Find a Bird - BBA1
Breeding Bird Atlas 1 Species Accounts
May 23 to July 28
Number of Broods
one; may re-lay if first attempt fails.
Although accurate historical data is lacking, the Least Tern is thought to have long been a common to abundant nester in Massachusetts. By the end of the nineteenth century, however, the species had been nearly extirpated from its entire range. After the turn of the century, only a few small pockets of nesting birds survived on remote refuges in southeastern Massachusetts. Under complete legal protection after 1918, the species recovered rapidly. In 1923, Forbush estimated a state population of 300 birds as far north as Duxbury. In an incomplete census in 1935-1936, Hagar raised this estimate to 830 birds.
From 1974 onward, the Massachusetts Audubon Society and the Massachusetts Division of Fisheries and Wildlife have made concerted efforts to track the Least Tern population. During the Atlas period, Least Terns were reported from approximately 54 stations along the Massachusetts coast, primarily at river mouths and along barrier islands and beaches. Nesting occurs mostly from Cape Cod north to Scituate and on the islands of Nantucket and Martha’s Vineyard. The species is much less frequent about the predominantly rocky shores of Buzzards Bay and Massachusetts Bay between Cohasset and Rockport and is entirely absent inland.
The mean population, conservatively estimated over the five-year period 1974 to 1979, was 1,300 pairs (range 800 to 1,734). Subsequently, the estimated population trend has been upward, reaching 2,040 pairs at 40 stations in 1980 and 2,415 pairs at 42 stations in 1984. Some of the increase is definitely a reflection of more thorough census coverage. However, aggressive protective programs and public educatoin have likely resulted in a real increase as well. Year-to-year numbers at individual colonies fluctuate widely as a result of habitat changes and human disturbance.
In spring, returning Least Terns are on the Massachusetts beaches by mid-May, though actual commencemnet of nesting activities is typically delayed until the third week of May and sometimes even to mid-June, on account of weather conditions. The Least Tern is a classic opportunistic nester that capitalizes on ephemeral nesting conditions. The preferred nesting habitat—expansive sandy or pebbly beaches just slightly above the high tide line—is very unstable and subject to dramatic yearly change due to storms. The deposition of dredge spoil upon beaches provides excellent nesting substrate and has been a positive factor for the species. Unlike most terns, Least Terns do not prefer on-island sites, and most colonies are actually situated along mainland or barrier beaches. As a result, they are especially vulnerable to mammalian predator raids and human disturbance.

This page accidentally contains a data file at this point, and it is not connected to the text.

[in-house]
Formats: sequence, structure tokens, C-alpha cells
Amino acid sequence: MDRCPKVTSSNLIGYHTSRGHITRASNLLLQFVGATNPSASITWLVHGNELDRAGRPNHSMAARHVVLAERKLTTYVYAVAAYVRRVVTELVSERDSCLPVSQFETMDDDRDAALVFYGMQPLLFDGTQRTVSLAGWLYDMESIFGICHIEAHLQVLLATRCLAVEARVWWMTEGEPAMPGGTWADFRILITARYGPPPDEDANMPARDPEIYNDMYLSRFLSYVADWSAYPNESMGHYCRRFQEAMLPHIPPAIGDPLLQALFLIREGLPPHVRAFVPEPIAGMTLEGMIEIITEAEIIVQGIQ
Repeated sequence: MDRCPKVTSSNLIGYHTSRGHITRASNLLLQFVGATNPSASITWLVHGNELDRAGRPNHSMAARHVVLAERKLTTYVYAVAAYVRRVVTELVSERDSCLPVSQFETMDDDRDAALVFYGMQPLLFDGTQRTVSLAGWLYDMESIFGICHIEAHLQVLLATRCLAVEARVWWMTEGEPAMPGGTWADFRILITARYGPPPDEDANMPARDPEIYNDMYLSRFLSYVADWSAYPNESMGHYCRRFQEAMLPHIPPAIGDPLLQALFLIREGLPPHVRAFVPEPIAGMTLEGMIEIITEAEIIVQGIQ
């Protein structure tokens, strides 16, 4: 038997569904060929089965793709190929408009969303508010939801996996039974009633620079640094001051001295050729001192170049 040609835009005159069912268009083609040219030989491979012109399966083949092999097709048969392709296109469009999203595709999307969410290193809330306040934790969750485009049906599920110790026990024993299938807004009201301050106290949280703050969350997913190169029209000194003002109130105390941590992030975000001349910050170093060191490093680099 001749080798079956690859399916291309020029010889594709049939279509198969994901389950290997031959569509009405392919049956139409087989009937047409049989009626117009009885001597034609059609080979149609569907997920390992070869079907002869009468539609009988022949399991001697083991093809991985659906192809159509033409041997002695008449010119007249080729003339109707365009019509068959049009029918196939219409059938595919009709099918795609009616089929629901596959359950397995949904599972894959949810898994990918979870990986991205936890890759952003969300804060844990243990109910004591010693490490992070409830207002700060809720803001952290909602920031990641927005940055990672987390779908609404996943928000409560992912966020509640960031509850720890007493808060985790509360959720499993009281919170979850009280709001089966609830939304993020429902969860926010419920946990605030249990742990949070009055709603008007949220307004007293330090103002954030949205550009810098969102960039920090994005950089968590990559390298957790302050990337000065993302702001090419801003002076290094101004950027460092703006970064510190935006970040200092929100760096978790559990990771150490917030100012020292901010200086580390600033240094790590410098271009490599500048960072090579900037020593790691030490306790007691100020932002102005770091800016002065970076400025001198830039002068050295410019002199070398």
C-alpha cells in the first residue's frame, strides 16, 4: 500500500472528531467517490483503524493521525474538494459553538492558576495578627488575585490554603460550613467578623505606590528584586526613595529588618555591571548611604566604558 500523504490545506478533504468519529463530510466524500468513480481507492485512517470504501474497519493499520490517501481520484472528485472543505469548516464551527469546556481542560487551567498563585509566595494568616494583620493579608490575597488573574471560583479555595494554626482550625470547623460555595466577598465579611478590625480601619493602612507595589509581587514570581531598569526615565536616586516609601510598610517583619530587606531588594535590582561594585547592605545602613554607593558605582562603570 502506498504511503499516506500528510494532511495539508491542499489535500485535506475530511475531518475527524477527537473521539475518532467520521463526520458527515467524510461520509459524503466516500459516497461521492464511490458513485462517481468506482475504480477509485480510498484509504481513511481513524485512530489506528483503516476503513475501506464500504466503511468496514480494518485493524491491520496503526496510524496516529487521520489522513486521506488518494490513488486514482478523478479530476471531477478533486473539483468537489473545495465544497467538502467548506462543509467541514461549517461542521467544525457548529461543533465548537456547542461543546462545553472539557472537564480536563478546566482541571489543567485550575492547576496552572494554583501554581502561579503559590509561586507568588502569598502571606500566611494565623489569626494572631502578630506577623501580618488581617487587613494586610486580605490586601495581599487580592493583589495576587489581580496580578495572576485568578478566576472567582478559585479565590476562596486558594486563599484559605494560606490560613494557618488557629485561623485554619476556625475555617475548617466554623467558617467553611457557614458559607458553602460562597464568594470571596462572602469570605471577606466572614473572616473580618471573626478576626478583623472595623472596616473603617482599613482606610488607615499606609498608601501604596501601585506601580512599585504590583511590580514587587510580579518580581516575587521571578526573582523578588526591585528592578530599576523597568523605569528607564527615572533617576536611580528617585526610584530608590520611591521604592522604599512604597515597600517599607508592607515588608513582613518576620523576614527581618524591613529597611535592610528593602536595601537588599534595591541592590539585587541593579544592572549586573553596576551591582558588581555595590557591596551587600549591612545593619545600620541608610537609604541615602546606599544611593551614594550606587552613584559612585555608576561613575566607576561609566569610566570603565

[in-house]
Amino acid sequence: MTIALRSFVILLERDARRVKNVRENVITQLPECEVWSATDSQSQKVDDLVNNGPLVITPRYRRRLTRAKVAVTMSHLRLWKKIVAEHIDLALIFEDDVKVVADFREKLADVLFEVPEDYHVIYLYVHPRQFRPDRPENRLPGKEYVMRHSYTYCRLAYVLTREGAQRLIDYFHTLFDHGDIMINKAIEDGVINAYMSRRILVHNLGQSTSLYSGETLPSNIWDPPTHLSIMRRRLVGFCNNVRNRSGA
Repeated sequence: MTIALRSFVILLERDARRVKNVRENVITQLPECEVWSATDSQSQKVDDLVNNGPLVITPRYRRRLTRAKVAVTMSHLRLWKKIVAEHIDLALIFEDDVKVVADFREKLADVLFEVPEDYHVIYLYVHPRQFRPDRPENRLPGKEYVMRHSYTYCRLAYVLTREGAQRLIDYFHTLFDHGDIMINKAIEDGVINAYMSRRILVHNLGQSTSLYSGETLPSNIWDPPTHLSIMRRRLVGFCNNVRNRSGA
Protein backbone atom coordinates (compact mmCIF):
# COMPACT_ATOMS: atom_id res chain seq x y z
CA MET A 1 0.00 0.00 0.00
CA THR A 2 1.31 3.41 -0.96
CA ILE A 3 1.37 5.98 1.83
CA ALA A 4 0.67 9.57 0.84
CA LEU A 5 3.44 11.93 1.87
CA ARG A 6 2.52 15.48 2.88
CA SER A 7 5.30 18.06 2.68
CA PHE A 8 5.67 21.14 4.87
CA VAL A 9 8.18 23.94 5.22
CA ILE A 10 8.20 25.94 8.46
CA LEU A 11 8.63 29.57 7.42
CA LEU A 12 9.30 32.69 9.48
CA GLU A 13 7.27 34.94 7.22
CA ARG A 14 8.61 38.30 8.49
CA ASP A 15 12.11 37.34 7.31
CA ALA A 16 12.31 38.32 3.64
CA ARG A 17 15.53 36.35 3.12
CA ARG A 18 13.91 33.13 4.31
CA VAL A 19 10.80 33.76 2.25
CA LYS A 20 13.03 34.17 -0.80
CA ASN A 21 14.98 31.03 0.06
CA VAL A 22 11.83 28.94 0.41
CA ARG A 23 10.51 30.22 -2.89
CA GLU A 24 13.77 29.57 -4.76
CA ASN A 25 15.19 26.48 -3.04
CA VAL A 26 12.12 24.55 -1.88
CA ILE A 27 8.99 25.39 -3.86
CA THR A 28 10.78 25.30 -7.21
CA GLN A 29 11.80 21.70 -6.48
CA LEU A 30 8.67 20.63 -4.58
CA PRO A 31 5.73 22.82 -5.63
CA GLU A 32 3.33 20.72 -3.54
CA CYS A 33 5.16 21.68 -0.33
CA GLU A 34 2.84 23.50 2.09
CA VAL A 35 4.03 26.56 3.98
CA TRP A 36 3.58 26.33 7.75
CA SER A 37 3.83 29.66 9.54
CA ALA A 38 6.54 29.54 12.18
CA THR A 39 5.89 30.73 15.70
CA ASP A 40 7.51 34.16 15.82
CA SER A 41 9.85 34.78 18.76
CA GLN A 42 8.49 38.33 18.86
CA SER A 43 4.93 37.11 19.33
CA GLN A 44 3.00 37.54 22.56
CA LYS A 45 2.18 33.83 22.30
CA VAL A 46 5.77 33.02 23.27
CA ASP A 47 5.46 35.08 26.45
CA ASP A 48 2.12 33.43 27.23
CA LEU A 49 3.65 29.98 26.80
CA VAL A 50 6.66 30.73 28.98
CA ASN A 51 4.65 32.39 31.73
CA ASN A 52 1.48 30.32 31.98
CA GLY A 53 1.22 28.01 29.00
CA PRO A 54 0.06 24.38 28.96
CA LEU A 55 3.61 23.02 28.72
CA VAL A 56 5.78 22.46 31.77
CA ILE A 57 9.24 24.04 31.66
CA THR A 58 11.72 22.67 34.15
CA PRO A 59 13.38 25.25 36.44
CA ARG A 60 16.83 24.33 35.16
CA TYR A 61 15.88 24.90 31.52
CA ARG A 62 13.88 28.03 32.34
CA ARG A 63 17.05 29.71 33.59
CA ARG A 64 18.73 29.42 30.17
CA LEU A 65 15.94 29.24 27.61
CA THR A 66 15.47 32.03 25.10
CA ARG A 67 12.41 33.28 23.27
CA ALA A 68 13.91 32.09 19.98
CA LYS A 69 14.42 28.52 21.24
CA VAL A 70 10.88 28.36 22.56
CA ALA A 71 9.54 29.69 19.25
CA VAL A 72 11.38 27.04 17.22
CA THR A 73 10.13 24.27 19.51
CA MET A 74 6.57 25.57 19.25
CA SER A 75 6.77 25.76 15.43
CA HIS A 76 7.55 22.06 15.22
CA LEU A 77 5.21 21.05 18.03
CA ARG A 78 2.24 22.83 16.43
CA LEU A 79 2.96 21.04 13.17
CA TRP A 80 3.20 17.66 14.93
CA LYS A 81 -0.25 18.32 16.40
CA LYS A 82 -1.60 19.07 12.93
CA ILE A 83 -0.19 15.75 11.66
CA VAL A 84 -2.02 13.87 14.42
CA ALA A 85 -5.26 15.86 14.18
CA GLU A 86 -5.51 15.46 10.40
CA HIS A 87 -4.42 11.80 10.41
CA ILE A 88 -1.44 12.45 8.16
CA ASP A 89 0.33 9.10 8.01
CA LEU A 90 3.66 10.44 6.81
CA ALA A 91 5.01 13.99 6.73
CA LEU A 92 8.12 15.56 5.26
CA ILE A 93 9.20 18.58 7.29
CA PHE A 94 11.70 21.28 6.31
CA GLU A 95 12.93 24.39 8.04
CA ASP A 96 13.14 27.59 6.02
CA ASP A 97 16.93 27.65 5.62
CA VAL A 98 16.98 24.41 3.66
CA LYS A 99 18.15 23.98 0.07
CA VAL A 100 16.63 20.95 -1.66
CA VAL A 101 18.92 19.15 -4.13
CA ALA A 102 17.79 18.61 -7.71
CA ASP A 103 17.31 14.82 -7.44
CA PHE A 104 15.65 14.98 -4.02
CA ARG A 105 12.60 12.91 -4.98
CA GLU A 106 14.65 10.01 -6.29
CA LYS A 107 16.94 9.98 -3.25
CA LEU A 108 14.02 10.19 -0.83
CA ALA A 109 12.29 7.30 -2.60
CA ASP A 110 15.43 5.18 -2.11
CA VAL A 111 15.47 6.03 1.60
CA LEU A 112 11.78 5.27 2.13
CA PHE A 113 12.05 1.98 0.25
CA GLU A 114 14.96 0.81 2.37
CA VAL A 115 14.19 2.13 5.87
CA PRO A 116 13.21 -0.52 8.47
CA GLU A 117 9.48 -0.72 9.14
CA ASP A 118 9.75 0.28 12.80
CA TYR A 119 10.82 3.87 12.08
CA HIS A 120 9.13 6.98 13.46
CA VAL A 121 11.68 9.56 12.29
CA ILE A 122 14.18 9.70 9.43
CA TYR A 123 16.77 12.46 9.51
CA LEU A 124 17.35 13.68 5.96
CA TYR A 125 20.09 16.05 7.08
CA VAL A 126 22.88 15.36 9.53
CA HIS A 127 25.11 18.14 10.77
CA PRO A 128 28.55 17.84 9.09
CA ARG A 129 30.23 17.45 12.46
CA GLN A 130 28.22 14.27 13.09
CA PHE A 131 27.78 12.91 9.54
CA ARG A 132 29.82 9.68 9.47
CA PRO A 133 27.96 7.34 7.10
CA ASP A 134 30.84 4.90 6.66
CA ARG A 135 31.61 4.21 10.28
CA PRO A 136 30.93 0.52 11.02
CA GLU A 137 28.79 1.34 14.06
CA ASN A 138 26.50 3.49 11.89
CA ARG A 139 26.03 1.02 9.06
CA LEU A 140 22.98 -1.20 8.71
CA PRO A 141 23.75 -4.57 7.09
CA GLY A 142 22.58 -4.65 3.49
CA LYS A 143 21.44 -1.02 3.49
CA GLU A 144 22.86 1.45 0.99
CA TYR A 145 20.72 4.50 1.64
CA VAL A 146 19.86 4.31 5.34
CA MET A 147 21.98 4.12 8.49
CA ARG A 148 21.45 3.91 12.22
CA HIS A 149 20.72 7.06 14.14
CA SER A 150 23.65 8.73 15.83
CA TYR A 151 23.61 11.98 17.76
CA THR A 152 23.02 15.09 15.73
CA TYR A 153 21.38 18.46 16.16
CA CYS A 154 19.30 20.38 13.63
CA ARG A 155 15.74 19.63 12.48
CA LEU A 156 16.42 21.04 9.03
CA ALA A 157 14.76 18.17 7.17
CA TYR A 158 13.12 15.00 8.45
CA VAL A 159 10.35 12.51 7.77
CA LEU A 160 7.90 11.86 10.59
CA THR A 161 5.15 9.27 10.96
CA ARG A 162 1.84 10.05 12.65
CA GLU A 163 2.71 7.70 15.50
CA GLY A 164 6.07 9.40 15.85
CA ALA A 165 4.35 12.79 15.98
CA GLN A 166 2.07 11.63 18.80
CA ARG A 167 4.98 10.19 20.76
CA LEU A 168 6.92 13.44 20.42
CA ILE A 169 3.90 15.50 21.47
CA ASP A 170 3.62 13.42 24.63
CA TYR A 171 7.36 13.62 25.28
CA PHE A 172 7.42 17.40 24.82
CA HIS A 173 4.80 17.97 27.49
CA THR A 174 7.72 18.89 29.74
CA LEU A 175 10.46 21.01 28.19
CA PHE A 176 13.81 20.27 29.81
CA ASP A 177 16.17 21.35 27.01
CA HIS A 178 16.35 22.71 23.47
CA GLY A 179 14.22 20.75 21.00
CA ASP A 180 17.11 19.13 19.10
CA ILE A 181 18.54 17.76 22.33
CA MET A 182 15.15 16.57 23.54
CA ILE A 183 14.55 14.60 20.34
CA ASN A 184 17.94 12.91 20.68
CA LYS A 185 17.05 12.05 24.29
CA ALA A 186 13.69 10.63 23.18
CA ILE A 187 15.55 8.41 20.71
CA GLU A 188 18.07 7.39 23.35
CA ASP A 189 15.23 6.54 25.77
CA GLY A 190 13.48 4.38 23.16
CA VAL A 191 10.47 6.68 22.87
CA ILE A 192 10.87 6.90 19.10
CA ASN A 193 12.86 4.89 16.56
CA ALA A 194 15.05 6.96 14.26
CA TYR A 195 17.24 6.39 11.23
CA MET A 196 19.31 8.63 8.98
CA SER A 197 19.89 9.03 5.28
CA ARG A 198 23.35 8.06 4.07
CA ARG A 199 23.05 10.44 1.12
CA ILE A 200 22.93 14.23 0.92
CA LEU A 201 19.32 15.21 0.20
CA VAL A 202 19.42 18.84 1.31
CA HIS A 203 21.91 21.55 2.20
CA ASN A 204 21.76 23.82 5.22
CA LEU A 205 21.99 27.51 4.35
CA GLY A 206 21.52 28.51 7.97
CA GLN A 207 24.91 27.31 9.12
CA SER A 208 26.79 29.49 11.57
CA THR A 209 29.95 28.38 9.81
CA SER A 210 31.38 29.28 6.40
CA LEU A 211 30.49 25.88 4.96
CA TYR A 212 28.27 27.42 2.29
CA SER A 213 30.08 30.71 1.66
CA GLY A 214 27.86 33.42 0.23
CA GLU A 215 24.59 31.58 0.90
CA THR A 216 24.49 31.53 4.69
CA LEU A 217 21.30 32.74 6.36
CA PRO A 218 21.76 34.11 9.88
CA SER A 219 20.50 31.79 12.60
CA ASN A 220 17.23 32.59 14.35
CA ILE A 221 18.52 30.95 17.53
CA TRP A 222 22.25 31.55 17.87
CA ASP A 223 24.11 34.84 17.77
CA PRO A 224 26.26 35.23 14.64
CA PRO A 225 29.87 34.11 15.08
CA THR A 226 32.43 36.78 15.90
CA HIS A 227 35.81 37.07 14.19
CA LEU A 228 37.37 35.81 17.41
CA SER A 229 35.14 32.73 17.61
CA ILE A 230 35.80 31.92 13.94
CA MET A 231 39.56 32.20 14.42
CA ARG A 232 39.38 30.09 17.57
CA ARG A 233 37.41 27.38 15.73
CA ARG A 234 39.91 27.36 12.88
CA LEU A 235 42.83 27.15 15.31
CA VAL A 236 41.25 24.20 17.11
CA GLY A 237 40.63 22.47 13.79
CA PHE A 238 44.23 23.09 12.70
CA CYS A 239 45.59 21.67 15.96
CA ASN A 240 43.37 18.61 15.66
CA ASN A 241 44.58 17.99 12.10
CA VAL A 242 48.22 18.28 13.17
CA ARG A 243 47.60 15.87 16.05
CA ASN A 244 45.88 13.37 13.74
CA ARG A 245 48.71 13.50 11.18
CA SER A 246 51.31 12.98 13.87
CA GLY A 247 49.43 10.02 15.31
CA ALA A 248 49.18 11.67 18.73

Courtship involves high-speed ceremonial flights and strutting. Copulation is accompanied by head-turning displays by the male, who holds a fish and presents it to the female immediately after consummation. The birds are highly nervous and defensive of nests and chicks, attacking upon any provocation, with alarmed colonies flying up in group defense. Dubbed in some quarters as “Little Strikers,” Least Terns rarely actually strike but instead drop excrement upon intruders with accuracy.
The most frequently given vocalization is a shrill two-note kidic-kidic or kidee-kidee. Alarmed birds utter a sharp kip-kip-kip at varying speeds and intensities, depending upon their emotional state. When attacking intruders, individuals give an emphatic rasping zzraap.
The nests are shallow scrapes in the sand, fashioned by the female. Numerous scrapes are often made before a final site is selected. Clutches of one to three (usually two) cryptic eggs are laid. The peak of laying activity is usually June 5 to June 15. If the terns are disturbed by predators or storms, they will stubbornly renest into late July. One egg is laid each morning until completion of the clutch. The incubation period is 20 to 23 days, with both sexes involved. In one Massachusetts study of eggs from total nests, 60 percent hatched, 27 percent were lost to predators, 11 percent were abandoned, and 2 percent were washed out. The eggs hatch asynchronously, with incubation continuing in most cases until the last egg is hatched.
The precocial chicks remain at the scrape for only about a day, during which they are brooded constantly. After this, the chicks run freely over the beach, sometimes seeking out the scant shade of beach detritus and Dunegrass. Chicks are extremely cryptic and flatten themselves on the sand upon the warning of adults. The coloration and pattern of the young, even of siblings, vary dramatically. They fly 28 days after hatching and are fed bait fish for an unknown period of time before they start foraging for themselves. The average fledging success in Massachusetts from the late 1960s to early 1980s was .6 young per pair.
Departure from Massachusetts occurs very soon after the young are flying, and Least Terns are usually difficult to find after September 1. The duration of the family bond is unknown. The wintering grounds are along the coast of South America from Colombia to eastern Brazil.
The Least Tern is listed as a species of special concern in Massachusetts.
Map Legend and Data Summary
Atlas 1 data collected from 1975-1979
Note: locally common in small colonies on pebbly sand beaches; apparently increasing
Erma J. Fisk